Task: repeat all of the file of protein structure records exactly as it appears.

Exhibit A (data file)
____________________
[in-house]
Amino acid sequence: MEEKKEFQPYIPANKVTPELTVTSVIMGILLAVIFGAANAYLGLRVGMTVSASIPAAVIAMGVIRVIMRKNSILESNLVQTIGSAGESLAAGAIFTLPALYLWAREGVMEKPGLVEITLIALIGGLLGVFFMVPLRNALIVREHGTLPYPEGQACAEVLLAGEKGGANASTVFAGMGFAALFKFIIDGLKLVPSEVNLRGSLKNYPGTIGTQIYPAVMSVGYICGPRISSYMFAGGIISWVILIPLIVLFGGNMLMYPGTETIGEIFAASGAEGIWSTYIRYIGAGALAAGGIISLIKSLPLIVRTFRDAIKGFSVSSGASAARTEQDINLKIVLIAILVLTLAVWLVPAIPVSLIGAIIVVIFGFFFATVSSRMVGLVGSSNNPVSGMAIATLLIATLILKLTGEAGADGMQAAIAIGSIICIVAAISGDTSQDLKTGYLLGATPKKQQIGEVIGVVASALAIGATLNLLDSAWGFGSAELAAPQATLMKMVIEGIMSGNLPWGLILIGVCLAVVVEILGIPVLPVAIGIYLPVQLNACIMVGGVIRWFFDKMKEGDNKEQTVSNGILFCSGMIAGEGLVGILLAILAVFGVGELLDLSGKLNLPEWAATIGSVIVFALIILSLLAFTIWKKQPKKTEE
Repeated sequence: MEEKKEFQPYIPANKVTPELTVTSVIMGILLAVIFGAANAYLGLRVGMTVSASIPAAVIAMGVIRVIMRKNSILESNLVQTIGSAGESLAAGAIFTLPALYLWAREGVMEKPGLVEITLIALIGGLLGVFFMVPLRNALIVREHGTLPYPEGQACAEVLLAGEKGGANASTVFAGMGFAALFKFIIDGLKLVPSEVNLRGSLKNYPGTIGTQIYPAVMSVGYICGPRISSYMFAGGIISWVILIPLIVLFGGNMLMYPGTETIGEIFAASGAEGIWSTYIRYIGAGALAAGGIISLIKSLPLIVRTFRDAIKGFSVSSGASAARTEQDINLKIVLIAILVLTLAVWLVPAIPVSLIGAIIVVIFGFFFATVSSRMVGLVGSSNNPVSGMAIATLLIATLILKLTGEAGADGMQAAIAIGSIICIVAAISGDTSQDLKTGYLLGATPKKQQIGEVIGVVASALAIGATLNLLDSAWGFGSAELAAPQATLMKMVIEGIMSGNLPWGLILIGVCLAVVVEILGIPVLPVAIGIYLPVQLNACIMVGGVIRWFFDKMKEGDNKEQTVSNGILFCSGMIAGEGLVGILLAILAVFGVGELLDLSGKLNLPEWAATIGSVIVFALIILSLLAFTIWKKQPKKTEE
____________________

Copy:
[in-house]
Amino acid sequence: MEEKKEFQPYIPANKVTPELTVTSVIMGILLAVIFGAANAYLGLRVGMTVSASIPAAVIAMGVIRVIMRKNSILESNLVQTIGSAGESLAAGAIFTLPALYLWAREGVMEKPGLVEITLIALIGGLLGVFFMVPLRNALIVREHGTLPYPEGQACAEVLLAGEKGGANASTVFAGMGFAALFKFIIDGLKLVPSEVNLRGSLKNYPGTIGTQIYPAVMSVGYICGPRISSYMFAGGIISWVILIPLIVLFGGNMLMYPGTETIGEIFAASGAEGIWSTYIRYIGAGALAAGGIISLIKSLPLIVRTFRDAIKGFSVSSGASAARTEQDINLKIVLIAILVLTLAVWLVPAIPVSLIGAIIVVIFGFFFATVSSRMVGLVGSSNNPVSGMAIATLLIATLILKLTGEAGADGMQAAIAIGSIICIVAAISGDTSQDLKTGYLLGATPKKQQIGEVIGVVASALAIGATLNLLDSAWGFGSAELAAPQATLMKMVIEGIMSGNLPWGLILIGVCLAVVVEILGIPVLPVAIGIYLPVQLNACIMVGGVIRWFFDKMKEGDNKEQTVSNGILFCSGMIAGEGLVGILLAILAVFGVGELLDLSGKLNLPEWAATIGSVIVFALIILSLLAFTIWKKQPKKTEE
Repeated sequence: MEEKKEFQPYIPANKVTPELTVTSVIMGILLAVIFGAANAYLGLRVGMTVSASIPAAVIAMGVIRVIMRKNSILESNLVQTIGSAGESLAAGAIFTLPALYLWAREGVMEKPGLVEITLIALIGGLLGVFFMVPLRNALIVREHGTLPYPEGQACAEVLLAGEKGGANASTVFAGMGFAALFKFIIDGLKLVPSEVNLRGSLKNYPGTIGTQIYPAVMSVGYICGPRISSYMFAGGIISWVILIPLIVLFGGNMLMYPGTETIGEIFAASGAEGIWSTYIRYIGAGALAAGGIISLIKSLPLIVRTFRDAIKGFSVSSGASAARTEQDINLKIVLIAILVLTLAVWLVPAIPVSLIGAIIVVIFGFFFATVSSRMVGLVGSSNNPVSGMAIATLLIATLILKLTGEAGADGMQAAIAIGSIICIVAAISGDTSQDLKTGYLLGATPKKQQIGEVIGVVASALAIGATLNLLDSAWGFGSAELAAPQATLMKMVIEGIMSGNLPWGLILIGVCLAVVVEILGIPVLPVAIGIYLPVQLNACIMVGGVIRWFFDKMKEGDNKEQTVSNGILFCSGMIAGEGLVGILLAILAVFGVGELLDLSGKLNLPEWAATIGSVIVFALIILSLLAFTIWKKQPKKTEE